In the true spirit of the season Key Club collected food for the Mother Butler Center and the Salvation Army to be distributed to needy families.  In order to gather more canned goods the club sponsored a dance where students brought a can of food for admission.

December 8, 1966

Cobbler Capers Preparing for Shows Dec 15-17
     Cobbler Capers, the annual variety show, will be held December 15, 16 and 17 at 8 pm in the auditorium.
     More than 40 acts auditioned before Hosie Main, orchestra director, and James Yarrington, varsity band director, when tryouts were held November 28, 29 and 30.
     Those students wishing to be masters of ceremonies were asked to watch all of the tryouts and prepare introductions to various acts.
     The show is expected to be two hours long in length and include comedy, dancing, and vocal instrumental acts. Trying out for Cobbler Capers were a roller-skating dancer, a choral reading group, the “pink panther,” a ballerina, tumblers, mimic pantomimists, pantomimists, pianists and organists.
     The “Bloomer Girls,” the Cobbler Coeds, a dramatic monologue, jazz dancing, a double flute concerto, a trumpet solo, a cello duet and dance routines also auditioned.  Several comedy skits, vocal solos, modern bands, and folk singing groups also performed.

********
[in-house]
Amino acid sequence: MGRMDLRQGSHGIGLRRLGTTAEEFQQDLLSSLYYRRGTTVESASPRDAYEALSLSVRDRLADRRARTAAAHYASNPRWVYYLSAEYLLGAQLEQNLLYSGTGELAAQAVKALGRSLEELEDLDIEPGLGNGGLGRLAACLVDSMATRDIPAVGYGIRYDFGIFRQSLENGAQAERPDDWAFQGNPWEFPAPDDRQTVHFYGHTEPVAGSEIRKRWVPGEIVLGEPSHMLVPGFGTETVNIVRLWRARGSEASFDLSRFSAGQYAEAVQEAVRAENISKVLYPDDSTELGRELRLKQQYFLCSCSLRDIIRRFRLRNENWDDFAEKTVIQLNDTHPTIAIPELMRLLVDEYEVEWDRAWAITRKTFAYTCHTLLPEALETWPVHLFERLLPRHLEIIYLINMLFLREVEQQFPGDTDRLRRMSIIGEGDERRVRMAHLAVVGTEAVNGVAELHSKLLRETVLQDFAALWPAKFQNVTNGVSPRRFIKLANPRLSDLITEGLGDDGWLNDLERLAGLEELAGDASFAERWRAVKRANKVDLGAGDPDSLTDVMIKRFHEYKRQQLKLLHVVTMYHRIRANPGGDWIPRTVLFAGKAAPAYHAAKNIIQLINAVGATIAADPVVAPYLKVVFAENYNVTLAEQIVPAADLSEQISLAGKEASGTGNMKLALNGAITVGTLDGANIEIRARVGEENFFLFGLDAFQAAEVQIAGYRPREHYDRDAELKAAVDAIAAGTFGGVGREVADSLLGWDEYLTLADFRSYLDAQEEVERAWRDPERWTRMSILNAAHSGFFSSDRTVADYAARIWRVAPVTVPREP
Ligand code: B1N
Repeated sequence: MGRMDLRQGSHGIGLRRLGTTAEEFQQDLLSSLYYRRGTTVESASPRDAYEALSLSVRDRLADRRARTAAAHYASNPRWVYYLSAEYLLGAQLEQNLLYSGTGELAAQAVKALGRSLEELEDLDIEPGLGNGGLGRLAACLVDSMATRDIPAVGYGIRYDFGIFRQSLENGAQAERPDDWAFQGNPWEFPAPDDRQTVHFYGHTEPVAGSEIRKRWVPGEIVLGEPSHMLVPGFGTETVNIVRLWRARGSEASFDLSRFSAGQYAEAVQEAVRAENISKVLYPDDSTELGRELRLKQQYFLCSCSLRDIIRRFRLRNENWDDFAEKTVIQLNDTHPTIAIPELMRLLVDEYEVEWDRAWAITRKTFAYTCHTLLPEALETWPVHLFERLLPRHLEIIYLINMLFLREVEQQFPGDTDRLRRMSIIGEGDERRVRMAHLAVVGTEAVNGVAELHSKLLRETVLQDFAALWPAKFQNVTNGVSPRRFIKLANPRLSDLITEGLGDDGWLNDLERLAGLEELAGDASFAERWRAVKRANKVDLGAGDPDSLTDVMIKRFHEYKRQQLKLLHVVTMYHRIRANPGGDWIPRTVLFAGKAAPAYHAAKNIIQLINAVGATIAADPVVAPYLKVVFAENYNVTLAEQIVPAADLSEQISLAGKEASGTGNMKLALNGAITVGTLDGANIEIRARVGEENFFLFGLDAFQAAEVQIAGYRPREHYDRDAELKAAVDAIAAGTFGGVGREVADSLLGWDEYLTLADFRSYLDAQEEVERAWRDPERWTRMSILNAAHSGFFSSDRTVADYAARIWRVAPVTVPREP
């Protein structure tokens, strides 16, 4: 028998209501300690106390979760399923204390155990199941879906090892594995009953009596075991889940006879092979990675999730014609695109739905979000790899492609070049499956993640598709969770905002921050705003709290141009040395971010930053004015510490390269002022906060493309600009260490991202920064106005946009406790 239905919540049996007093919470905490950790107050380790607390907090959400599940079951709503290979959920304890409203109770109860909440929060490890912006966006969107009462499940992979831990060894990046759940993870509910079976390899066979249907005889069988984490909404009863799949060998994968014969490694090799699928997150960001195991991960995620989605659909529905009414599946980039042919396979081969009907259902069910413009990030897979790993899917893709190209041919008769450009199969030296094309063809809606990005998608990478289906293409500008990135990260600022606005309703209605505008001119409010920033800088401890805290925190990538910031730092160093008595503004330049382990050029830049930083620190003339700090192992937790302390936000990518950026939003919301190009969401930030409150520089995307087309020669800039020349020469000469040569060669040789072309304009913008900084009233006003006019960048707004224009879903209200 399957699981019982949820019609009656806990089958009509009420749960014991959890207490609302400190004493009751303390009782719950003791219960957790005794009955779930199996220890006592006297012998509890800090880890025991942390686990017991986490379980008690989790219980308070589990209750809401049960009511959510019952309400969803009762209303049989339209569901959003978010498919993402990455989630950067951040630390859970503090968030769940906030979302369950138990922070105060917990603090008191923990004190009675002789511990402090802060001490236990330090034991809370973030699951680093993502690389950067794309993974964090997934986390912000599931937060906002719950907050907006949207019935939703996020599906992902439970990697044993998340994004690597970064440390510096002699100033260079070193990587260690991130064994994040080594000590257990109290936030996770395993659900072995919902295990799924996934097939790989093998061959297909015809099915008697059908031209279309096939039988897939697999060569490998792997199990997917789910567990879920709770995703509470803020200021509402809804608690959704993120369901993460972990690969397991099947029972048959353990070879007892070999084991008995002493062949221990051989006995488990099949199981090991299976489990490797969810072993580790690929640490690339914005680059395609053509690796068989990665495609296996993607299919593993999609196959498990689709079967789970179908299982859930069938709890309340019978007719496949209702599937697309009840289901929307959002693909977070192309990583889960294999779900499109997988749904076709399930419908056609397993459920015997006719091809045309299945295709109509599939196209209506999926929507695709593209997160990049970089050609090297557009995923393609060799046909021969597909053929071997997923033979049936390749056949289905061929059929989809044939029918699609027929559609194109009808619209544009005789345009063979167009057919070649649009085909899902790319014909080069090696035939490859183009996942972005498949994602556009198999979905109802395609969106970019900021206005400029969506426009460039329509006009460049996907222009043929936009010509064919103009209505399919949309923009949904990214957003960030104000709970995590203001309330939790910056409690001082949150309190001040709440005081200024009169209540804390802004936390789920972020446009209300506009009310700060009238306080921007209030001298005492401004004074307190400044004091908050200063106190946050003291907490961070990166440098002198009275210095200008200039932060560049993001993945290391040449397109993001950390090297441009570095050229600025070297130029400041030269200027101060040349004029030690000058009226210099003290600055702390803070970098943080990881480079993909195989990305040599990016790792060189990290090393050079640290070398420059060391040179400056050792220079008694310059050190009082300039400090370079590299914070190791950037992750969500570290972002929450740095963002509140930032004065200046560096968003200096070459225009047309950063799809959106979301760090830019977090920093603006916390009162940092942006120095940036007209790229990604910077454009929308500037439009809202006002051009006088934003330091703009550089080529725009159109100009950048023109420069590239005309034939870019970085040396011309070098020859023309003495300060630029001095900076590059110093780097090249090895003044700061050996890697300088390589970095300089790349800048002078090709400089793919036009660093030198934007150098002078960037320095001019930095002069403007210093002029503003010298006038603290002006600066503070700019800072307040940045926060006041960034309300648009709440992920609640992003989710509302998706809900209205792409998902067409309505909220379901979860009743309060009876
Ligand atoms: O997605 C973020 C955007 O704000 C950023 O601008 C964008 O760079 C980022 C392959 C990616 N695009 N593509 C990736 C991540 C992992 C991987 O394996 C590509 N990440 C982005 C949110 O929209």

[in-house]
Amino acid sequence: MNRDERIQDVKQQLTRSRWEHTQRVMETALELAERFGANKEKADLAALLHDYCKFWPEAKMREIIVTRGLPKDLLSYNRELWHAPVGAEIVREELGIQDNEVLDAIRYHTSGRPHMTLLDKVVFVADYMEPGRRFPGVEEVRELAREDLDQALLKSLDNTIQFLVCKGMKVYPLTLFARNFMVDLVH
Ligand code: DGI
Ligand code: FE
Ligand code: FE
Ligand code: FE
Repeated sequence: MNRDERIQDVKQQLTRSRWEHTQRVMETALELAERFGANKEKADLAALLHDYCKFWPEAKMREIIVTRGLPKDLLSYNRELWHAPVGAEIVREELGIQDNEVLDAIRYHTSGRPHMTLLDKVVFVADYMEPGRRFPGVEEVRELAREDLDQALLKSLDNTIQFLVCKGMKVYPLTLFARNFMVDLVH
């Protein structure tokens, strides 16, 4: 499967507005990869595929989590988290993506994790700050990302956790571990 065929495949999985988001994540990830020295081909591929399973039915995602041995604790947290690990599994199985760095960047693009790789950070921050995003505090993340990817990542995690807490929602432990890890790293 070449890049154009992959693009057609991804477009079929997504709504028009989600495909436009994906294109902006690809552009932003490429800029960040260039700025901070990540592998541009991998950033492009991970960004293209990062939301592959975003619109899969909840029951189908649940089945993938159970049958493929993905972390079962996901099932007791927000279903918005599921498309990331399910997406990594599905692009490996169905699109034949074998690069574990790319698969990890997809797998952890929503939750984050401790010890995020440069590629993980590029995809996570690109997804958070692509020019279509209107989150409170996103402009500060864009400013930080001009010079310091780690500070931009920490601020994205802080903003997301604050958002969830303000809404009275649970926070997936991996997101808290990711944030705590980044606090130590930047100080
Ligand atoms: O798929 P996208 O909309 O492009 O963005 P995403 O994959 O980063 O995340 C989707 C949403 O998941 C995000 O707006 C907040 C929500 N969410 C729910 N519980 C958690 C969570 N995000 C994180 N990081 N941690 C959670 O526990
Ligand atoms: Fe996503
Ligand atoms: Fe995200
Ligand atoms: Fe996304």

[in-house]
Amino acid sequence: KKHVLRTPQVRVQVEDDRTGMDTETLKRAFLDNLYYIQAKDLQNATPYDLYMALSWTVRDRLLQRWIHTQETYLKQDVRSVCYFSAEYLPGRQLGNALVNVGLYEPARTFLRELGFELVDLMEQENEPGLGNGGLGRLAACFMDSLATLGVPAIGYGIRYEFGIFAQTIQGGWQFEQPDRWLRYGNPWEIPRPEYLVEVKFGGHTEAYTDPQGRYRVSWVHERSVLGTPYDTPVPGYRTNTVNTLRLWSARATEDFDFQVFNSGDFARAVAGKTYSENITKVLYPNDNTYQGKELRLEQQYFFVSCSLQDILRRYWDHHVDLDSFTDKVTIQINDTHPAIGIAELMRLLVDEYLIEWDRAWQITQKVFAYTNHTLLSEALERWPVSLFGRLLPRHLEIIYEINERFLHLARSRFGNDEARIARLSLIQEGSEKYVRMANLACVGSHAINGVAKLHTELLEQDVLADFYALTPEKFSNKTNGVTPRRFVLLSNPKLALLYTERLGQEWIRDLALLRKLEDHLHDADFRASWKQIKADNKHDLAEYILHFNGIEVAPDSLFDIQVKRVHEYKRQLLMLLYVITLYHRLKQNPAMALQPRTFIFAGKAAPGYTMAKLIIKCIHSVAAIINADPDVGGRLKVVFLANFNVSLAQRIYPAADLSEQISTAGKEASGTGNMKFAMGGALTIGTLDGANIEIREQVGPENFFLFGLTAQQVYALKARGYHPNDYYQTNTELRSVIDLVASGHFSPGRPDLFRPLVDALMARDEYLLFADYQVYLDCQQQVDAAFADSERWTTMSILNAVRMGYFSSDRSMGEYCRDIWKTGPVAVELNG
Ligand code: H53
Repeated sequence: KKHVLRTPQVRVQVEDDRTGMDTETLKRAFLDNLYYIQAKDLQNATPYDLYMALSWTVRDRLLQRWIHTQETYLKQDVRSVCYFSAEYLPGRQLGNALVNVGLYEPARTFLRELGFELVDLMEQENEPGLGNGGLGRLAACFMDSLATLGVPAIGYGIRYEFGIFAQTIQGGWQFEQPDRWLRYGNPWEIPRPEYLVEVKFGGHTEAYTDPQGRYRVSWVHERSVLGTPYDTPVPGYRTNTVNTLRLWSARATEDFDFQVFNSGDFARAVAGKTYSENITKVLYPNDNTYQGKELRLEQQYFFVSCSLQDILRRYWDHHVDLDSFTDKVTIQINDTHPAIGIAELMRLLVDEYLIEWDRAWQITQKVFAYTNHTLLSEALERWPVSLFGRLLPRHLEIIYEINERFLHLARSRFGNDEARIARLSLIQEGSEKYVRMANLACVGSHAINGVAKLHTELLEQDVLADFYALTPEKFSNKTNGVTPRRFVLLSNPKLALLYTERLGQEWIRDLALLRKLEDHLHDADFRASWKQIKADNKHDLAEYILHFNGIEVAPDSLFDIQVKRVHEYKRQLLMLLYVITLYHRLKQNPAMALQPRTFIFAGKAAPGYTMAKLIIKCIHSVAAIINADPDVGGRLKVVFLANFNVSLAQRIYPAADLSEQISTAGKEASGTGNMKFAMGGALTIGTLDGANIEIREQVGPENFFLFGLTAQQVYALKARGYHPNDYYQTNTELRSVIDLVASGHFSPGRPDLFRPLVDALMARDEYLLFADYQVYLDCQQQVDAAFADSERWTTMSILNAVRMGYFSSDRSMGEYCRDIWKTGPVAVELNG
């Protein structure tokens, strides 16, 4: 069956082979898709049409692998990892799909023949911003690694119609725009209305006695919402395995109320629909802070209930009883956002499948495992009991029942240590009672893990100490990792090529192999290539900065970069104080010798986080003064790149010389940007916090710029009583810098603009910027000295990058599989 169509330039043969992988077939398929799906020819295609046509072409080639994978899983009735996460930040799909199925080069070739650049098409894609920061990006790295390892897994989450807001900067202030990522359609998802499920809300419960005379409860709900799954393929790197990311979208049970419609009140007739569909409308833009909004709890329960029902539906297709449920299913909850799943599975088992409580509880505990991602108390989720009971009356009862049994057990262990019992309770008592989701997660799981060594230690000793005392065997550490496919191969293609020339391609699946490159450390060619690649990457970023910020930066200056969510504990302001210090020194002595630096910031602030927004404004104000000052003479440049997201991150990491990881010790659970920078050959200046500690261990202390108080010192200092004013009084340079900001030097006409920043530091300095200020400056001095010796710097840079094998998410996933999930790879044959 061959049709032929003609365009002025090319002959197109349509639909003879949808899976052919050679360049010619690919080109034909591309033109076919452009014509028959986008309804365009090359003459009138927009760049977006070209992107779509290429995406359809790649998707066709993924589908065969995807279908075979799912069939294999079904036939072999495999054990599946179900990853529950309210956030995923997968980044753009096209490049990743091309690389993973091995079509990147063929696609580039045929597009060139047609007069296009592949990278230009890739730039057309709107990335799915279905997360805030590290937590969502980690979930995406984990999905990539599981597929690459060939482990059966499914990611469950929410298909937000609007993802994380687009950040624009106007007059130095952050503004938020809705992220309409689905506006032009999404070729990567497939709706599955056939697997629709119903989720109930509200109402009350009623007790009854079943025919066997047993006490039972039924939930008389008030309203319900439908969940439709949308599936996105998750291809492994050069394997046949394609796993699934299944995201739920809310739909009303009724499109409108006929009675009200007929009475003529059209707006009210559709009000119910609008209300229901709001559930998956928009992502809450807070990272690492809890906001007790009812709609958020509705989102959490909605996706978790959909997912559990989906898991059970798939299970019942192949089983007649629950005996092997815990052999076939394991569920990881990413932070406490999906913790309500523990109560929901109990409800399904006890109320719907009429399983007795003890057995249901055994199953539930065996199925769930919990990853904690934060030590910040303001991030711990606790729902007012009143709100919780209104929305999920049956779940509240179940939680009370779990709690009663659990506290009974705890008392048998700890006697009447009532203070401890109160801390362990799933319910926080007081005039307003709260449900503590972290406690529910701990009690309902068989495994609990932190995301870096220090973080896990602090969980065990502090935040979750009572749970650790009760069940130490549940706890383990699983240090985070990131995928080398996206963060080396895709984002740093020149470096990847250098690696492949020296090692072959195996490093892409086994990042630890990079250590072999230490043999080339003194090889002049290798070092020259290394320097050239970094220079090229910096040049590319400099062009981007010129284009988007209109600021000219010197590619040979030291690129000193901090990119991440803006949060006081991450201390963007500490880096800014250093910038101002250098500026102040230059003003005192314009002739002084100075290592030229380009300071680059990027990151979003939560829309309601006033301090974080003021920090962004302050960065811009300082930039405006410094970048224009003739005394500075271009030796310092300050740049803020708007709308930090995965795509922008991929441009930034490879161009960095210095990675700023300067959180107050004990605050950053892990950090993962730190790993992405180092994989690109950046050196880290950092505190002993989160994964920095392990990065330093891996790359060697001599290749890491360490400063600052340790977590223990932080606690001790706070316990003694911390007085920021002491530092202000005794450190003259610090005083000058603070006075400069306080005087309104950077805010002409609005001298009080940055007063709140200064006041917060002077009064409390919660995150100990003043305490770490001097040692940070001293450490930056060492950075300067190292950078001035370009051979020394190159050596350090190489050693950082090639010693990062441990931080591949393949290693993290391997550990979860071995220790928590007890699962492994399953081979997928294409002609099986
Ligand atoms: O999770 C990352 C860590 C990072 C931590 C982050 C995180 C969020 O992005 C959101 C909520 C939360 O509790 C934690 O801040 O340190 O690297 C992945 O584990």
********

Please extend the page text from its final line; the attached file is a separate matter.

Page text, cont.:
The show is under the direction of Mrs. Evelyn Lee, dramatics teacher, and Mr. Yarrington.  James Williams will supervise construction of the sets.

November 10, 1966

Rochester Spends Summer Studying Mexican Culture by Ned Leonard
     If an American jazz buff can spend a summer in Mexico what will he do? Will he participate in the swinging night life in ultramodern Mexico City? Will he sun himself in Acapulco or watch the famous Mexican cliff divers?
     This summer Gregg Rochester, junior, had an opportunity to spend his summer in Mexico, but he did very little of the above.
     His reason for traveling to Mexico was to investigate a culture that was different than his own.  He accomplished this by attending the Instituto de Allende and studying Mexican history, silver working, ceramics and writing. Wanting to improve his ability on the guitar he studied classical and Flamenco guitar at the Instito Nacional de Bellas Artes Centro Cultural Ignacio Ramirez.
    For all of this he earned college credits, but as the saying goes, “All work and no play makes Jack a dull boy.”  So Gregg, his mother and two brothers Jon and Paul, John Soderquist, and Linda Oberlander did things like attending festivals and bull fights.
     Cuernavaca, Acapulco, Mexico City, Guanajuato, and Patzcuaro were among the cities they visited. But San Miguel de Allende was where the Rochesters spent most of their time.  San Miguel was a town of approximately 10,000 people and is considered a national shrine because of the huge Gothic cathedral located there.